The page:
Sunday’s night opening of the Cave Shepherd All Stars Tent at St Gabriel’s School was not the spectacular affair it has been in previous years. Still, there was much to recommend and to enjoy for the many patrons in attendance.
One of the most impressive on the night was former Junior Monarch competitor Raheem with both of his selections De Bus Ride and Why Vote receiving very warm and encouraging response. The former song delivered at medium tempo was an object lesson for those inclined towards deviancy. He sang that the only way he would ever be on a prison bus was if he was the driver. His second song looked at a number of social issues and the reasons why an 18-year-old should go the polls. He delivered his songs well and was a picture of confidence in both of his appearances.
Jude Clarke – who seems to have dropped his sobriquet Hee Haw – was also among those who impressed. His two selections Great and How Wrong Things Get Right were delivered with his usual high-quality rendition. The former song, in particular, looked to inform Barbadians that the process of nation-building was a collective effort. He sang that despite “the potholes in the economy” and that “nobody wants to lend we money” Barbadians were in the prevailing situation together and could only get out of it if they pulled together. Clarke is a class act.
Making a return to the local calypso stage was Structure. The veteran calypsonian who is now resident in Canada delivered two numbers entitled Stenton Master and the lyrically strong Work. However, in both songs Structure and the band had difficulties keeping on the same page and in the latter in particular, they went their separate ways on a few occasions. However, Structure is a quality performer and it is anticipated that as he gets deeper into the season there will be greater cohesion between himself and the band.
Donella was in excellent voice as usual with her selections We Aint Changing and Pray For The Children. She sang that despite the changes which might be made in Barbados across the political landscape there were some things that would never change such as Bajans’ propensity to litter, argue and eat pork. The songs were not outstanding lyrically but Donella’s beautiful vocals would make Baa Baa Black Sheep inviting.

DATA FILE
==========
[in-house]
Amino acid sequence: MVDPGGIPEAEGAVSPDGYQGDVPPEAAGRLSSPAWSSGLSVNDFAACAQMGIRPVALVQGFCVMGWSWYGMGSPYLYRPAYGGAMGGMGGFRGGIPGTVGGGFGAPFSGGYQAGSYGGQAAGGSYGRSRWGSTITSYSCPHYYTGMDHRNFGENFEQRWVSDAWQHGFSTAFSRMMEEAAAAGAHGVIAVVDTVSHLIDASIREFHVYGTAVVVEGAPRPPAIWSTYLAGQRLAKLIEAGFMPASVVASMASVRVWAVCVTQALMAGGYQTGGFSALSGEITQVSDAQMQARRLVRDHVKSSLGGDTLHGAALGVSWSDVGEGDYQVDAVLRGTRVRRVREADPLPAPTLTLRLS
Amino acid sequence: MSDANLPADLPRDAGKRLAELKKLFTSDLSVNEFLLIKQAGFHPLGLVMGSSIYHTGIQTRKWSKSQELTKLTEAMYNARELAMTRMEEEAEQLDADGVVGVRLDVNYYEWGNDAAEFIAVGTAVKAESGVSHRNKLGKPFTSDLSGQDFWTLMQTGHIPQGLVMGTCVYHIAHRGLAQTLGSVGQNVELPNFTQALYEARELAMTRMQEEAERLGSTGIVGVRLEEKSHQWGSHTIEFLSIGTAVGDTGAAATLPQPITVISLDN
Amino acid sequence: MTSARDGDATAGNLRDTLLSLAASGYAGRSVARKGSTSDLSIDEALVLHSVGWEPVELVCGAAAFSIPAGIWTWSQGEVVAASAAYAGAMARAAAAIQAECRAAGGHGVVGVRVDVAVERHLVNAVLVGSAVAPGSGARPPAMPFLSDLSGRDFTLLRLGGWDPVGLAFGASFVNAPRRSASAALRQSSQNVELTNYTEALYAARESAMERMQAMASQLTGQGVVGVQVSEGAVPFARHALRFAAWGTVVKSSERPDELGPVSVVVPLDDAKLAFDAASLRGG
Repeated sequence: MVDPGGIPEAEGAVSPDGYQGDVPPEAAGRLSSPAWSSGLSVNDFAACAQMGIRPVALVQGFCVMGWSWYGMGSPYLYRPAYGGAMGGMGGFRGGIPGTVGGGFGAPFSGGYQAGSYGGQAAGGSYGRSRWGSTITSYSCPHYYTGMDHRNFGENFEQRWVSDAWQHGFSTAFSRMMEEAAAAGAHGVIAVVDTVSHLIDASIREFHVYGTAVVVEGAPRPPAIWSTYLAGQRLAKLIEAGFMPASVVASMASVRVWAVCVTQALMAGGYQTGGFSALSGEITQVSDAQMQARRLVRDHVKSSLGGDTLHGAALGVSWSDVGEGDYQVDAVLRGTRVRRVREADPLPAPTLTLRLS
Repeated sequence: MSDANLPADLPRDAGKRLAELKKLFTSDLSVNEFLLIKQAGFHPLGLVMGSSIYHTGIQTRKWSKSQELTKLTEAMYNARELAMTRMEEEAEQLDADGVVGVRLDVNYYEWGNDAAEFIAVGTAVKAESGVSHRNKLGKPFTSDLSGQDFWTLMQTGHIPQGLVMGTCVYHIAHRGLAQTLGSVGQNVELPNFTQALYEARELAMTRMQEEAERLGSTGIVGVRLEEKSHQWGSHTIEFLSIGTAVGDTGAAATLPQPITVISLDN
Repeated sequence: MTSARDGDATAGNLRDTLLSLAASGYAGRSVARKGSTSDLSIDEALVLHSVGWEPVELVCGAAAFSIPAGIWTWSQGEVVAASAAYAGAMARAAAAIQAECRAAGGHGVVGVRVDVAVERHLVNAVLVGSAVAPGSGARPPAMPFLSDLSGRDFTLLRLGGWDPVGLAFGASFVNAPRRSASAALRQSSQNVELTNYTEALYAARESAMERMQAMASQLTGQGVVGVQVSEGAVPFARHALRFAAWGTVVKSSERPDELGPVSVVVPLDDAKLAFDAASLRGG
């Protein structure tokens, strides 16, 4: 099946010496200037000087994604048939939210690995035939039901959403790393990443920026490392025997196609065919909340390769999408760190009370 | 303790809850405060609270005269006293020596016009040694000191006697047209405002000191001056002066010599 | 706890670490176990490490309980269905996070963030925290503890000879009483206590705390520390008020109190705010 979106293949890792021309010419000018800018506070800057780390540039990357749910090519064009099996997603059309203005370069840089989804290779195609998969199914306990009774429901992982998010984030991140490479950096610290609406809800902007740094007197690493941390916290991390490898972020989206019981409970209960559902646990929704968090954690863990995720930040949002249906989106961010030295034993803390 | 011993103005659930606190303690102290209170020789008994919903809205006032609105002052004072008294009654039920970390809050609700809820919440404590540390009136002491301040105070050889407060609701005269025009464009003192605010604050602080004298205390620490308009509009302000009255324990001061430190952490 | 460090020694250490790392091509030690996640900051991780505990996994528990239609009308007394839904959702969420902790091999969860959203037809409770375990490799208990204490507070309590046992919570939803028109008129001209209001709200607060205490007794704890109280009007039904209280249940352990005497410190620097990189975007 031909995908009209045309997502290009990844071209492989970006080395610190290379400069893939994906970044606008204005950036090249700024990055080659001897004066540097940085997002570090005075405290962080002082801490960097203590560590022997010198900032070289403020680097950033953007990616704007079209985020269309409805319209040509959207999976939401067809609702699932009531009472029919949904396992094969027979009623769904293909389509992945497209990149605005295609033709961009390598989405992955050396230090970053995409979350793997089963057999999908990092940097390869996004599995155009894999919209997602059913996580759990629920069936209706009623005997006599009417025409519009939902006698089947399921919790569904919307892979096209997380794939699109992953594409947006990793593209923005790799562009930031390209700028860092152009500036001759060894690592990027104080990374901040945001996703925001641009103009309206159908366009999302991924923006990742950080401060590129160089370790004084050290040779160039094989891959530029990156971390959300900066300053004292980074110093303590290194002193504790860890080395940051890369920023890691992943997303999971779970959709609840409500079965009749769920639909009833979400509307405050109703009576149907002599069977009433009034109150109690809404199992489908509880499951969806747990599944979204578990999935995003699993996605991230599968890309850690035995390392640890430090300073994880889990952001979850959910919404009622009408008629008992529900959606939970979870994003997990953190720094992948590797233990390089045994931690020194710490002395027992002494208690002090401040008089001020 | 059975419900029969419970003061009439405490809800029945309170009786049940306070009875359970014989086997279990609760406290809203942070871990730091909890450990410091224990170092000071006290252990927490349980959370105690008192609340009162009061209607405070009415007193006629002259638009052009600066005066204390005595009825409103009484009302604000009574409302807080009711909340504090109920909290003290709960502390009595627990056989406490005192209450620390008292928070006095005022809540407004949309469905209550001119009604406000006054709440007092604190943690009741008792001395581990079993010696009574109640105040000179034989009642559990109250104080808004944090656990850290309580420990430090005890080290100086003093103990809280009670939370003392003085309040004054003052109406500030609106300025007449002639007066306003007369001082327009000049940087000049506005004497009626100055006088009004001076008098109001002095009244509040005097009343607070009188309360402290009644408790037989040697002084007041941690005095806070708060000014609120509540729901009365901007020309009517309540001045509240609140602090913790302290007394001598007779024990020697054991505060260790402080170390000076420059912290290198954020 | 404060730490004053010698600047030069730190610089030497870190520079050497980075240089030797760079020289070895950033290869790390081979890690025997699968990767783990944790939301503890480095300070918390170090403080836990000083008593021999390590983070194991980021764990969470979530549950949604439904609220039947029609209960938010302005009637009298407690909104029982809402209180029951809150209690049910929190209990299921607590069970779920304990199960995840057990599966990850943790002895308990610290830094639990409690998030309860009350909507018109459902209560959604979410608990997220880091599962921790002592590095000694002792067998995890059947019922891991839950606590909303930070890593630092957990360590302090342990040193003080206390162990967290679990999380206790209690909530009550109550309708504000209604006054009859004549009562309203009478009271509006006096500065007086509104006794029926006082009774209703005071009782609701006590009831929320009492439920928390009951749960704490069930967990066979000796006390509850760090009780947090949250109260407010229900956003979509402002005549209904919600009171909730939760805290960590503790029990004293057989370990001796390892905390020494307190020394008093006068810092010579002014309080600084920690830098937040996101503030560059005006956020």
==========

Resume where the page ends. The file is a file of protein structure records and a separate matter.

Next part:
Colin Spencer was also in fine voice with Come Back Dear Father, a sweet entreaty to the Almighty to return to these shores. His treatment of the subject was well conceived. He gave a snippet from a song that is a Democratic Labour Party (DLP) apology and from the verse which he delivered there is every indication that it will be worth returning to the tent to hear the remainder. He quipped that he had to scrap a song which he intended to perform celebrating the DLP’s victory at the polls on May 24. He might have to keep that one under wraps for about another decade at least.
De Slayer has shown promise for several years but seems not to be progressing and most of this stems from the fact that he is yet to turn up for the Crop Over festival with two strong songs. With his better than average vocal ability, the first time Slayer gets two solid songs he will go places. He won’t be this year with Trojan Horse and Peace.
De Announcer’s ode to the festival entitled Crop Over was somewhat lacklustre both lyrically and in rendition. He ended the show in the second-half with the up-tempo Glad which was among other things a celebration of the DLP’s demise at the polls. This was marginally better than his first-half offering.
Also performing on the night were Charisma who accredited herself well, Franswaa, Niqa, Sandman, Jael and Lynchie.
The backing band was generally on point and emcee duties were shared by the comedic team of Jennifer Walker and Eric “Queen” Lewis.